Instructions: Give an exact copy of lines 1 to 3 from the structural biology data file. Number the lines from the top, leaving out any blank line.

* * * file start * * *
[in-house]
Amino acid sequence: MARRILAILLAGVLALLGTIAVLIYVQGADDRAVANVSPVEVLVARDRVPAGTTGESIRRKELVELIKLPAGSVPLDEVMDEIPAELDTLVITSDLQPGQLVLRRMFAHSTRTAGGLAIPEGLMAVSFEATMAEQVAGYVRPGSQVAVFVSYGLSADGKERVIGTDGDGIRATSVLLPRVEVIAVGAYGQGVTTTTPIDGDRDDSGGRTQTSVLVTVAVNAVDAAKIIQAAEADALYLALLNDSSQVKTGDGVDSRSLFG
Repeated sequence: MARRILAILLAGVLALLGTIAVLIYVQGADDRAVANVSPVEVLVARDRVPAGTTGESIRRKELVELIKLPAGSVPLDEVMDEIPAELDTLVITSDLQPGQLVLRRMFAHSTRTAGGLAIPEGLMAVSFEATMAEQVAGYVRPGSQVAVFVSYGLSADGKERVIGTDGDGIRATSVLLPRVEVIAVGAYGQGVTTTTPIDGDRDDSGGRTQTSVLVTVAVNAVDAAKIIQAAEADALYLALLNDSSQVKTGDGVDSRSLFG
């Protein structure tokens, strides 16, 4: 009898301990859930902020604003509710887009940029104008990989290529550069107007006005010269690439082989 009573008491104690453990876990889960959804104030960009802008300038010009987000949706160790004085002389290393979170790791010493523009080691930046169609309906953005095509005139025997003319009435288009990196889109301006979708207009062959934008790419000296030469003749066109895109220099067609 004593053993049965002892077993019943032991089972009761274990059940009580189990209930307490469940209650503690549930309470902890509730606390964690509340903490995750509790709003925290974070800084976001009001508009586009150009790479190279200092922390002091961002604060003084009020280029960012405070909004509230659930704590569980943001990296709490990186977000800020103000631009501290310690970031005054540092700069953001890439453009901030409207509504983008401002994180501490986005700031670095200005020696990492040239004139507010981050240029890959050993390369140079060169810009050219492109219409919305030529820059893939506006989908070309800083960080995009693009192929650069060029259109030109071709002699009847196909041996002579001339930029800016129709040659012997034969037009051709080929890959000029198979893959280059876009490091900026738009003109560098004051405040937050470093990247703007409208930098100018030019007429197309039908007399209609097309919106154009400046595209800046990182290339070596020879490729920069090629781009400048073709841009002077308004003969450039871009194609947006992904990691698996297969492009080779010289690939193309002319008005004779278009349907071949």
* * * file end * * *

[in-house]
Amino acid sequence: MARRILAILLAGVLALLGTIAVLIYVQGADDRAVANVSPVEVLVARDRVPAGTTGESIRRKELVELIKLPAGSVPLDEVMDEIPAELDTLVITSDLQPGQLVLRRMFAHSTRTAGGLAIPEGLMAVSFEATMAEQVAGYVRPGSQVAVFVSYGLSADGKERVIGTDGDGIRATSVLLPRVEVIAVGAYGQGVTTTTPIDGDRDDSGGRTQTSVLVTVAVNAVDAAKIIQAAEADALYLALLNDSSQVKTGDGVDSRSLFG
Repeated sequence: MARRILAILLAGVLALLGTIAVLIYVQGADDRAVANVSPVEVLVARDRVPAGTTGESIRRKELVELIKLPAGSVPLDEVMDEIPAELDTLVITSDLQPGQLVLRRMFAHSTRTAGGLAIPEGLMAVSFEATMAEQVAGYVRPGSQVAVFVSYGLSADGKERVIGTDGDGIRATSVLLPRVEVIAVGAYGQGVTTTTPIDGDRDDSGGRTQTSVLVTVAVNAVDAAKIIQAAEADALYLALLNDSSQVKTGDGVDSRSLFG